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SandysDad
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Re: Are we better off now than Dec 2018?

Post by SandysDad » Sat Mar 21, 2020 8:33 am

I started this thread more as a public service for those who have helped me in the past.

I have nothing to gain or lose by people agreeing or disagreeing with me (as I am now done with all my financial moves related to the front end of this).

I hate to be blunt, but yes, frequently individual people DO see things the market doesn't see. Like all the ridiculous mortgages and houses to people who could not afford them and the fact that it would inevitably end badly. Like companies being valued for billions when they have minimal real assets and an easily replicable idea and no real profits (WeWork).

Getting back in (for me) is not a concern, I will just look at former profitability levels (pre crises) and recognize value after the decline and DCA my way back up to my former AA. I am not worried about finding the bottom, just lowering my basis for the recovery.

I do believe that we will come out of this health crises OK, but somewhat damaged. How much long term damage is anyones guess.

What is clear is there is money to be made by making the right moves now at the front end of this.

hamhocs
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Re: Are we better off now than Dec 2018?

Post by hamhocs » Sat Mar 21, 2020 8:44 am

[/quote]

I had co-workers who bailed out of the markets in late 2008 through early 2009. Most of them failed to get back in, and that permanently wrecked their finances. They took every downturn in 2010 and 2011 as evidence that whatever they had left, would be destroyed, and never got back in. A lot of these folks were 50-60 years old during the '08 Financial Crisis. They missed the 2009-2019 run up completely, and simultaneously were at the end of their careers. Game Over.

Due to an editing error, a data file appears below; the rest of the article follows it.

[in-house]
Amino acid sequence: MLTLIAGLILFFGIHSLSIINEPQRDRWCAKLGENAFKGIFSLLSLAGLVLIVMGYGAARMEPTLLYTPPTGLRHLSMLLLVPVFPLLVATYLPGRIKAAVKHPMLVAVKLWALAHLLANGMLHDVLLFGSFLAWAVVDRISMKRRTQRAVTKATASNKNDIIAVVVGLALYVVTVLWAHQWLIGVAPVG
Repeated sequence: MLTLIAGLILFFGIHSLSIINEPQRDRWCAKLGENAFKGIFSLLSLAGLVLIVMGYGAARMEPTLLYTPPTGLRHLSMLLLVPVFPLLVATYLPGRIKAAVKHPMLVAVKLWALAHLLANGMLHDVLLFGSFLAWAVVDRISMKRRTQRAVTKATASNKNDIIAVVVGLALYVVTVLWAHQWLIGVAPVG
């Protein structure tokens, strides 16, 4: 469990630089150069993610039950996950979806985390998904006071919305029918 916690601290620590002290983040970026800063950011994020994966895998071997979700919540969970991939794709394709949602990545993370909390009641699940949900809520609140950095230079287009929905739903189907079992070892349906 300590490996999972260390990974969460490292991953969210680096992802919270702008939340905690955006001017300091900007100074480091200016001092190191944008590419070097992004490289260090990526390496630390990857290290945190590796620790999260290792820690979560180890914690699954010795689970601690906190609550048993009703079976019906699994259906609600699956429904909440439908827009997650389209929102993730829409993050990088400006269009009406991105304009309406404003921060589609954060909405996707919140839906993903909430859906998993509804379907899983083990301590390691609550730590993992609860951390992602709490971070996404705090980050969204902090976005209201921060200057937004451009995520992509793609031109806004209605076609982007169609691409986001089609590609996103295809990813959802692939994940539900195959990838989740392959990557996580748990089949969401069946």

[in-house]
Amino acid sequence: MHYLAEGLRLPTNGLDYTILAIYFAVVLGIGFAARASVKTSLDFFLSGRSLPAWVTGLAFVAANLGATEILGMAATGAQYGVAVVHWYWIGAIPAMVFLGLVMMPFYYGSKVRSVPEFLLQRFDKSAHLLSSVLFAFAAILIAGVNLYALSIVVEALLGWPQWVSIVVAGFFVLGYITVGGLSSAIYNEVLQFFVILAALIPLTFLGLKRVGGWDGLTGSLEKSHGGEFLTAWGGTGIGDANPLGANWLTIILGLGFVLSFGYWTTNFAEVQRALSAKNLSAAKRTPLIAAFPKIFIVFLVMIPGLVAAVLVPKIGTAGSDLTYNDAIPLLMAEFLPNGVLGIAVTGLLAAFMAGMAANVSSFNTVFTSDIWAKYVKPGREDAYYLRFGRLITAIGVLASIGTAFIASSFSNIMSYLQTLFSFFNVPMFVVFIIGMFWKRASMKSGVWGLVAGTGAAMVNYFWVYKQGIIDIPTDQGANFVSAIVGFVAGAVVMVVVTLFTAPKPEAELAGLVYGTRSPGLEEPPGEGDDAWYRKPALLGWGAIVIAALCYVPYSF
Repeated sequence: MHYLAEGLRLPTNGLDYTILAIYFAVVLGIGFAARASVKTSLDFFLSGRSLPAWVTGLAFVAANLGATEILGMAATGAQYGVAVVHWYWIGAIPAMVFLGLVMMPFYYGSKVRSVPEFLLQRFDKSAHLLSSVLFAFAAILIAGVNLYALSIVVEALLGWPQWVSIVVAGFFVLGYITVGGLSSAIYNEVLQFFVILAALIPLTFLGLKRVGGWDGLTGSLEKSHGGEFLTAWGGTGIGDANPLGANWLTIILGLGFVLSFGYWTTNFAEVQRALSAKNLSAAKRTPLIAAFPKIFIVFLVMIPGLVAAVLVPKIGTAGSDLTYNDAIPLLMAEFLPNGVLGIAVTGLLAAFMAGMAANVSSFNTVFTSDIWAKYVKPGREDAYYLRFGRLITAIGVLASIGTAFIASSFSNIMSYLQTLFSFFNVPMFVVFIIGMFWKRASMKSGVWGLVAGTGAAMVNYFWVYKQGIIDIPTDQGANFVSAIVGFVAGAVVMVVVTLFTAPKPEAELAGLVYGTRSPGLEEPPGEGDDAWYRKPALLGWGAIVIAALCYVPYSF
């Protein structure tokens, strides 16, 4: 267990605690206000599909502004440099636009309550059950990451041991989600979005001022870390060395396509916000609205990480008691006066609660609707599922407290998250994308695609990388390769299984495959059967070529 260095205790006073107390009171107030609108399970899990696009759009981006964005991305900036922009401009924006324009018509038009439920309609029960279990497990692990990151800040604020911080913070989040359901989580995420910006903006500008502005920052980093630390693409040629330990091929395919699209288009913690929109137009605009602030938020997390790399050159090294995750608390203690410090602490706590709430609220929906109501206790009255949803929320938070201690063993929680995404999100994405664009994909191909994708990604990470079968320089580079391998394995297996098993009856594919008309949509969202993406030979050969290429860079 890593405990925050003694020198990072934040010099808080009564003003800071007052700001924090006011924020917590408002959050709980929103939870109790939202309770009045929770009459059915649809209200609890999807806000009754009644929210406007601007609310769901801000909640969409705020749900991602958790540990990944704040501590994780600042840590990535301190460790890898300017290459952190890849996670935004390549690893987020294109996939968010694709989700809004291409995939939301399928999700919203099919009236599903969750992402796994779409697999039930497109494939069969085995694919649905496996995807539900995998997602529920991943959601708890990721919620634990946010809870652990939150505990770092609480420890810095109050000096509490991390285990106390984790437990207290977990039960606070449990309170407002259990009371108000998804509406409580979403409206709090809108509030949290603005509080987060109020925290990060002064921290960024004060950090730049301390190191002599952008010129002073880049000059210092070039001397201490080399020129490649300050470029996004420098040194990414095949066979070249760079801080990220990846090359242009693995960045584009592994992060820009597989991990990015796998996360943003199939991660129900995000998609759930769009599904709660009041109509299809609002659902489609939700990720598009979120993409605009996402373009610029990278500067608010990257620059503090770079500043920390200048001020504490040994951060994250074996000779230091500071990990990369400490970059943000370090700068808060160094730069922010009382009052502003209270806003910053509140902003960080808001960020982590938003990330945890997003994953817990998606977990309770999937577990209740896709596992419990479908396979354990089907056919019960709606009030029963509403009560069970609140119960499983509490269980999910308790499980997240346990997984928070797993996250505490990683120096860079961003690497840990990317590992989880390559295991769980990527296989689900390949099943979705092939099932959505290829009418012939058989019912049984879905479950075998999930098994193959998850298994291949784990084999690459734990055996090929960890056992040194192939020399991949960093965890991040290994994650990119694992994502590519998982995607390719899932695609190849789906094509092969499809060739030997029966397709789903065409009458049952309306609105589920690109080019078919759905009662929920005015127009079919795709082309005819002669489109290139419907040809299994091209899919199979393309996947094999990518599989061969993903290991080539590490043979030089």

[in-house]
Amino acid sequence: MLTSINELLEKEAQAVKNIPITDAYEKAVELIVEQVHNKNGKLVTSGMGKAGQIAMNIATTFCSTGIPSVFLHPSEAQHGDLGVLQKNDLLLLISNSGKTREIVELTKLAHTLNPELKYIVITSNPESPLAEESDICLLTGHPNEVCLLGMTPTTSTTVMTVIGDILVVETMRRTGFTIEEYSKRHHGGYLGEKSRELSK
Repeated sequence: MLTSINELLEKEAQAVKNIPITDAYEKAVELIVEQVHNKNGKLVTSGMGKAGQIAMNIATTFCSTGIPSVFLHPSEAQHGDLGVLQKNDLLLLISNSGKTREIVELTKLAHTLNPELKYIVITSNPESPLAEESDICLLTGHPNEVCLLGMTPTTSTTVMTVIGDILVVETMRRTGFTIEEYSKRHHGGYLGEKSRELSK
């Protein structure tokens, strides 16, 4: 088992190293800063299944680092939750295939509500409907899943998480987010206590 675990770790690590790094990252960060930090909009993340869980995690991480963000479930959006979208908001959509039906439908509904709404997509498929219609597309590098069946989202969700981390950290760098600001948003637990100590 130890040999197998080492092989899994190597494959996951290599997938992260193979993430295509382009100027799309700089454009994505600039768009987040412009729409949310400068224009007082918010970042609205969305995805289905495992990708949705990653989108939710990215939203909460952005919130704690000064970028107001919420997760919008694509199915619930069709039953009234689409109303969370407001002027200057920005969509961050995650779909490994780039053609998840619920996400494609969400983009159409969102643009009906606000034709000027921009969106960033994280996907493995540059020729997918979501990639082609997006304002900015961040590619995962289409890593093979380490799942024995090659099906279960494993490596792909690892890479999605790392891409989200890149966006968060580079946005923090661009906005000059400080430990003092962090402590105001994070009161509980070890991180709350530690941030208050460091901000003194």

I know from observation, that "getting back in" is very difficult for most people. Some will only get back in when it is too late, only to be slammed again by another downturn.
[/quote]

OTOH, Since nobody knows what the end result will be, there is also the possibility of a future post saying "I know a lot of people who failed to get out in late February 2020 and that permanently wrecked their finances...."

7eight9
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Re: Are we better off now than Dec 2018?

Post by 7eight9 » Sat Mar 21, 2020 8:48 am

SandysDad wrote:
Sat Mar 21, 2020 5:37 am
[General comment on religion removed by admin LadyGeek]
As the saying goes --- check yo self before you wreck yo self.

Rats jump off burning ships. The best time to sell was a month ago. Tomorrow might be the next best time.
I guess it all could be much worse. | They could be warming up my hearse.

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hagridshut
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Re: Are we better off now than Dec 2018?

Post by hagridshut » Sat Mar 21, 2020 8:52 am

hamhocs wrote:
Sat Mar 21, 2020 8:44 am
OTOH, Since nobody knows what the end result will be, there is also the possibility of a future post saying "I know a lot of people who failed to get out in late February 2020 and that permanently wrecked their finances...."
It is a game of chance.

However, I won't need to start cashing out for a couple decades or more.